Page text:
2013-01-01

    Several agencies have emphasized the importance of establishing clear protocols or procedures to address the needs of youths who are identified as suicidal through suicide prevention programs or in emergency department settings. What constitutes optimal guidelines for developing and implementing such protocols, however, is unclear. At the request…

  12. Multiple pesticide exposures and the risk of multiple myeloma in Canadian men.

    PubMed

    Kachuri, Linda; Demers, Paul A; Blair, Aaron; Spinelli, John J; Pahwa, Manisha; McLaughlin, John R; Pahwa, Punam; Dosman, James A; Harris, Shelley A

    2013-10-15

    Multiple myeloma (MM) has been linked to certain agricultural exposures, including pesticides. This analysis aimed to investigate the association between lifetime use of multiple pesticides and MM risk using two exposure metrics: number of pesticides used and days per year of pesticide use. A frequency-matched, population-based case-control study was conducted among men in six Canadian provinces between 1991 and 1994. Data from 342 MM cases and 1,357 controls were analyzed using logistic regression to calculate odds ratios (OR) and 95% confidence intervals. Pesticides were grouped by type, chemical class and carcinogenic potential, using a composite carcinogenic probability score. Selected individual pesticides were also examined. Regression models were adjusted for age, province of residence, use of proxy respondents, smoking and selected medical history variables. The overall pattern of results was complex. Positive trends in risk were observed for fungicides (ptrend=0.04) and pesticides classified as probably carcinogenic or higher (ptrend=0.03). Excess risks of MM were observed among men who reported using at least one carbamate pesticide (OR=1.94, 1.16-3.25), one phenoxy herbicide (OR=1.56, 1.09-2.25) and ≥3 organochlorines (OR=2.21, 1.05-4.66). Significantly higher odds of MM were seen for exposure to carbaryl (OR=2.71, 1.47-5.00) and captan (OR=2.96, 1.40-6.24). Use of mecoprop for >2 days per year was also significantly associated with MM (OR=2.15, 1.03-4.48). Focusing on multiple pesticide exposures is important because this more accurately reflects how exposures occur in occupational settings. Significant associations observed for certain chemical classes and individual pesticides suggest that these may be MM risk factors.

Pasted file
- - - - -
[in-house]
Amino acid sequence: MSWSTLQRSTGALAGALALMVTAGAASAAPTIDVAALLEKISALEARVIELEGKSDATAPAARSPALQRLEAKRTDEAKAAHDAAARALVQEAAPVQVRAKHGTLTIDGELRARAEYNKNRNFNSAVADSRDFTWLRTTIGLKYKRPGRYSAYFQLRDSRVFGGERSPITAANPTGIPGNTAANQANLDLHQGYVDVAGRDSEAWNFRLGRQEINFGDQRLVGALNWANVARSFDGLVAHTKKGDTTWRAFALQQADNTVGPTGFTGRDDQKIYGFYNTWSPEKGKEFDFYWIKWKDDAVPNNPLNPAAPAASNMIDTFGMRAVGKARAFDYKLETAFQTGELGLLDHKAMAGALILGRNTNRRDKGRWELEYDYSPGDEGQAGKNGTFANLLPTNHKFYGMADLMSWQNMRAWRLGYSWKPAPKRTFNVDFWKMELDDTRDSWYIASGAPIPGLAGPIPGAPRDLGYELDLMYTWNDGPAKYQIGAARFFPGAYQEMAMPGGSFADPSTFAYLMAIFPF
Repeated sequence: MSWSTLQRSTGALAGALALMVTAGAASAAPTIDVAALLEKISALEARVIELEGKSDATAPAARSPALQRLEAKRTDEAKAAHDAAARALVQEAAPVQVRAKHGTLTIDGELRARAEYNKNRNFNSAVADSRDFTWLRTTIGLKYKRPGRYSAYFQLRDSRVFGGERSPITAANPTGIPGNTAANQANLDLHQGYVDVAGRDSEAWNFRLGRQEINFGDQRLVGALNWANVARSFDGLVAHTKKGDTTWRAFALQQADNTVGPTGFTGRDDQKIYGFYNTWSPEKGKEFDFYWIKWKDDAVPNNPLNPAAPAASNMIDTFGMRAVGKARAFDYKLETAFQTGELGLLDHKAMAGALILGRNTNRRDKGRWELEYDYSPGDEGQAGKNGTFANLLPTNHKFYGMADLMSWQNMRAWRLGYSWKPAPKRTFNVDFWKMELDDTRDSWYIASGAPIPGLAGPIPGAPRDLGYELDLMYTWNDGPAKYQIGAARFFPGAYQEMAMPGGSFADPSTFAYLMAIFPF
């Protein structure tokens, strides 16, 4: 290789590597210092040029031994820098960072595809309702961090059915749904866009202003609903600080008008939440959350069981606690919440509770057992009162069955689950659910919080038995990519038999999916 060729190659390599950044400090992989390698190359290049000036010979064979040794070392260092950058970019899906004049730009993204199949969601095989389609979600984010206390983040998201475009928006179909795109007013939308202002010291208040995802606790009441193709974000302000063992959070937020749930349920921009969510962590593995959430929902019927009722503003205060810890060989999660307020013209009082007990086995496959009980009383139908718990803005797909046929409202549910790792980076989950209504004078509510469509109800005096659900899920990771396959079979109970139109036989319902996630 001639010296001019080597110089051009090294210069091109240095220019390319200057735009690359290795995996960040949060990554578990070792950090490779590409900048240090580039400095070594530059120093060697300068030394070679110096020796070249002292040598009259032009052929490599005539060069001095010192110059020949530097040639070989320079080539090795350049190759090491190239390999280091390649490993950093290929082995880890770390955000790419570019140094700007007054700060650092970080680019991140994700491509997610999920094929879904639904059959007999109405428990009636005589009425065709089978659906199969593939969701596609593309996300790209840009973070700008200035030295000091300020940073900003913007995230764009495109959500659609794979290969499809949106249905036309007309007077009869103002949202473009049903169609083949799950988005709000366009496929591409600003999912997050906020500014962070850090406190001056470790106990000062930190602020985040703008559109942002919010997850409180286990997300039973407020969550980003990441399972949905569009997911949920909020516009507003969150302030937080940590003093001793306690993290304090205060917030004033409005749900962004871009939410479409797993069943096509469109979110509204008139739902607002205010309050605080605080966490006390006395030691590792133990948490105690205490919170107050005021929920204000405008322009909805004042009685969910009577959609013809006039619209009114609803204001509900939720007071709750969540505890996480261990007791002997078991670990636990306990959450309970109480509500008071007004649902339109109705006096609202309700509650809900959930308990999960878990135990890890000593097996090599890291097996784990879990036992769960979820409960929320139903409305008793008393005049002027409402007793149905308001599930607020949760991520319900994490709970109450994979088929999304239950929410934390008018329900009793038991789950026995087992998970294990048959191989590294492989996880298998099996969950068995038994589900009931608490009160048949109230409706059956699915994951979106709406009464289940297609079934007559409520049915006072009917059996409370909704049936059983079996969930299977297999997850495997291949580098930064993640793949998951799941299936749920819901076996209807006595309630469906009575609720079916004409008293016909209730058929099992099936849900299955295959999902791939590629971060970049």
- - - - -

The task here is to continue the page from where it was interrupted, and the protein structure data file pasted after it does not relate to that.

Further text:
13. Advising Financially At-Risk Students: Detecting and Addressing Premature Affluence

    ERIC Educational Resources Information Center

    Shaffer, Leigh S.

    2014-01-01

    Academic advisors likely will encounter financially at-risk (FAR) students who jeopardize their chances of completing a college education and compromise their economic futures by accruing burdensome debt. Students may use loans and credit cards to pay for the necessities of a college education, but many also generate personal debt by financing…

  14. Evaluating Health Risks from Inhaled Polychlorinated Biphenyls: Research Needs for Addressing Uncertainty

    EPA Science Inventory

    Indoor air polychlorinated biphenyl (PCB) concentrations in some U.S. schools are one or more orders of magnitude higher than background levels. In response to this, efforts have been made to assess the potential health risk posed by inhaled PCBs. These efforts are hindered by un...

  15. NEW TECHNOLOGIES TO SOLVE OLD PROBLEMS AND ADDRESS ISSUES IN RISK ASSESSMENT

    EPA Science Inventory

    Appropriate utilization of data is an ongoing concern of the regulated industries and the agencies charged with assessing safety or risk. An area of current interest is the possibility that toxicogenomics will enhance our ability to develop higher or high-throughput models for pr...

  16. Addressing Beacon re-identification attacks: quantification and mitigation of privacy risks.

    PubMed